Reusse: Twins' new business model makes losing harder to accept

  • Article by: PATRICK REUSSE , Star Tribune
  • Updated: October 4, 2012 - 8:49 AM

The news that a general manager of a team that finished 63-99 had been fired would not have been a shock in most major league cities. It was in Minneapolis last Nov. 7, when the Twins called a news conference to announce that Bill Smith was out as GM and replaced by Terry Ryan.

Carl Pohlad had completed his purchase of the Twins from Calvin Griffith in September 1984 and there was some chaos over the next couple of years. Once Pohlad put his baseball operation together after the 1986 season, the bywords with the Twins became "stability" and "loyalty."

This lasted through World Series victories in 1987 and 1991, through eight consecutive losing seasons from 1993 to 2000, and through six division titles in the first decade of a new century.

And then the Twins fell on their collective face in 2011, and Smith was fired, and they have fallen on that face again in 2012, and the changes that are forthcoming with coaches and others will come as a surprise to no one.

Carl's sons, Jim, Bob and Bill, are now the Twins owners. This is a popular complaint from the disenchanted fan base: The Pohlads don't have a proper concern over the product because of all the money that's being made at Target Field.

That is the opposite of the truth. The reason that Jim Pohlad and his brothers can't allow the ship to stay under water as long as it did in the '90s is because of the overhead faced in the team's new digs.

Basically, the Twins could lose endlessly without great financial suffering in the '90s. The owners lost the strike of 1994-95, but it did result in Commissioner Bud Selig's determination to bring meaningful revenue sharing to baseball.

The Twins were beneficiaries with low attendance and few money-making amenities inside the Dome. The Metropolitan Stadium Facilities Commission paid for the operation of the Dome, with the Twins on the hook for little more than clean-up charges. There was no rent. The Minneapolis entertainment tax was rebated back to the team in the final indoor years.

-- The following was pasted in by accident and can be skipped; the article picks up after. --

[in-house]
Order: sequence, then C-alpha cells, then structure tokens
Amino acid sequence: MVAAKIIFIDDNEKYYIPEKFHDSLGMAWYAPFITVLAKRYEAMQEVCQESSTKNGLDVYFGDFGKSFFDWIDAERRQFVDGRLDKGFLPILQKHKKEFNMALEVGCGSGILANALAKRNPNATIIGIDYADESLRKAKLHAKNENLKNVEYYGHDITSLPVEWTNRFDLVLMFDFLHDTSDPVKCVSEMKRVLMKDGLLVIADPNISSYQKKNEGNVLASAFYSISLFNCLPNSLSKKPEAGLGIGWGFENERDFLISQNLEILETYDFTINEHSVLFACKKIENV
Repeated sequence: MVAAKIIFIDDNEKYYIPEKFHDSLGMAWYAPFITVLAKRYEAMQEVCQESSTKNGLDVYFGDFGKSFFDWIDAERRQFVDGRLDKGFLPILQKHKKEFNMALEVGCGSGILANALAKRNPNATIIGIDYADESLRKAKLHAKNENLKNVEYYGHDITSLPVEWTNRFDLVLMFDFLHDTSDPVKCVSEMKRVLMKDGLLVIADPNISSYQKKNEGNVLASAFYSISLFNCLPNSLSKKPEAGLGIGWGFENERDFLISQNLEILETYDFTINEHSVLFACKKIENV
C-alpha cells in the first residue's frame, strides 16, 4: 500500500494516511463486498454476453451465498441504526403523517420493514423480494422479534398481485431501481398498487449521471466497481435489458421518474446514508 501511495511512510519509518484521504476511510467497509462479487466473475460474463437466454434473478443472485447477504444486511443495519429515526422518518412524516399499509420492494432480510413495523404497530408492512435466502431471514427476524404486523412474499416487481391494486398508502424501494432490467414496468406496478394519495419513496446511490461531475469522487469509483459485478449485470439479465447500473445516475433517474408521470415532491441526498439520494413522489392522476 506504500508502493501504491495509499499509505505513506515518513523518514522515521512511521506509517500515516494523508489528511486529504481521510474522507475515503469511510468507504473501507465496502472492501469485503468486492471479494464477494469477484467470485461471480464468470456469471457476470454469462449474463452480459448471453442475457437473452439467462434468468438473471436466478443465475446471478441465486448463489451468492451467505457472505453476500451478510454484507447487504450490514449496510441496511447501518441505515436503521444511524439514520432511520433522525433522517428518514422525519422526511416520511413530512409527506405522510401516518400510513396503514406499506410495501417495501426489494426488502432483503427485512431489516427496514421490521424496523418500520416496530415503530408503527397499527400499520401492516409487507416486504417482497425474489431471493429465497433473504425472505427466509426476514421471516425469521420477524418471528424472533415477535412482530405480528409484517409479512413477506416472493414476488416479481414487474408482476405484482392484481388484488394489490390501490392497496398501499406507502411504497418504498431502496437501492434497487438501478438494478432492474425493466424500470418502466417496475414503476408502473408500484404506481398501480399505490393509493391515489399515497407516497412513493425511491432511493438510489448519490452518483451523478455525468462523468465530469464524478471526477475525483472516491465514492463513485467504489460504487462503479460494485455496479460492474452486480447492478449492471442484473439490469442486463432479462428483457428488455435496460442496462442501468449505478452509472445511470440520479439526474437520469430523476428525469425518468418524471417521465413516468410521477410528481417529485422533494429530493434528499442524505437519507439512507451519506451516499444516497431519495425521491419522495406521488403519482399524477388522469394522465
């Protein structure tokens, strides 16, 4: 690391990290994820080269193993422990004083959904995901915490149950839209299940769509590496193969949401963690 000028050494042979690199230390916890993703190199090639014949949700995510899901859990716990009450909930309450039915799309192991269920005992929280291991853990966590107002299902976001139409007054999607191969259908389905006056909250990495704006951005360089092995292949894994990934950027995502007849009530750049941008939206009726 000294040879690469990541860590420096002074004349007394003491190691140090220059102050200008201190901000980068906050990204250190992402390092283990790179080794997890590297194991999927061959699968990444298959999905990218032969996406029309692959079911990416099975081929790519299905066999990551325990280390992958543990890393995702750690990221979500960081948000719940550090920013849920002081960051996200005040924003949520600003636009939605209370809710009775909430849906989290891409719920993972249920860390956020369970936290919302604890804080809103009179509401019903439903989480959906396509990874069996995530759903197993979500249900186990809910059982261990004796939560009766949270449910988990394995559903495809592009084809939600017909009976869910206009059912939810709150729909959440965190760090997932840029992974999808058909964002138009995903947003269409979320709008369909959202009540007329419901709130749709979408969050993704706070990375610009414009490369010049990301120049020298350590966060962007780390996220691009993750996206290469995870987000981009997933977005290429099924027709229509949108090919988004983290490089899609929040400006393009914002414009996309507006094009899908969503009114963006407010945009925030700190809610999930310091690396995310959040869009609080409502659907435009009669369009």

The Twins could run a Mom-and-Pop operation that, financially, carried low risk and low reward. The Pohlads dreamed of the new yard, as have the owners of big-league teams in all sports over the past two decades, and finally it became a reality with the opening of what might be North America's best ballpark in 2010.

It's not all gravy, though. Consider:

• The Twins had become accustomed to revenue-sharing checks for $20 million in the Metrodome. This year, the Twins will be a payer of $12 million into revenue sharing.

• The Twins pay for the operation of Target Field. The expense for that will be $16 million in 2012, compared to a contribution of $1 million or so in the Dome.

• The Twins' annual debt service for their share of Target Field financing is $15 million. It was considerably less than that for the loan Carl Pohlad carried on the team when operating in the Metrodome.

• The Twins are paying annual rent of approximately $1 million to the Minnesota Baseball Authority. No big deal, but it's a million more than they were paying indoors.

• The Twins are paying the Minneapolis entertainment tax in Target Field. That gave $4.8 million to the city in 2010, $4.4 million in 2011 and an estimated $4 million for 2012. That's a windfall for the city, which as a public entity contributed nothing to the ballpark's financing.

Let's estimate: There's a $32 million difference between receiving and paying revenue sharing, $15 million in stadium operations, $8 million in debt service, $1 million in rent and $4 million in the Minneapolis tax as an increased "nut" for the Twins in Target Field.

That adds to an extra $60 million -- and we're not mentioning past improvements or new ones the Twins will make to the ballpark, or the fact Ryan's baseball department led the majors with an investment of $16 million-plus in the amateur draft and international signings in 2012.

Bottom line: The Pohlads can no longer embrace stability and loyalty as their baseball credo. The nut to crack in Target Field is too large to sit idly as the team stays in the abyss for a similar duration as the '90s.

There will be changes. Again.

Patrick Reusse can be heard noon-4 weekdays on 1500-AM. preusse@startribune.com

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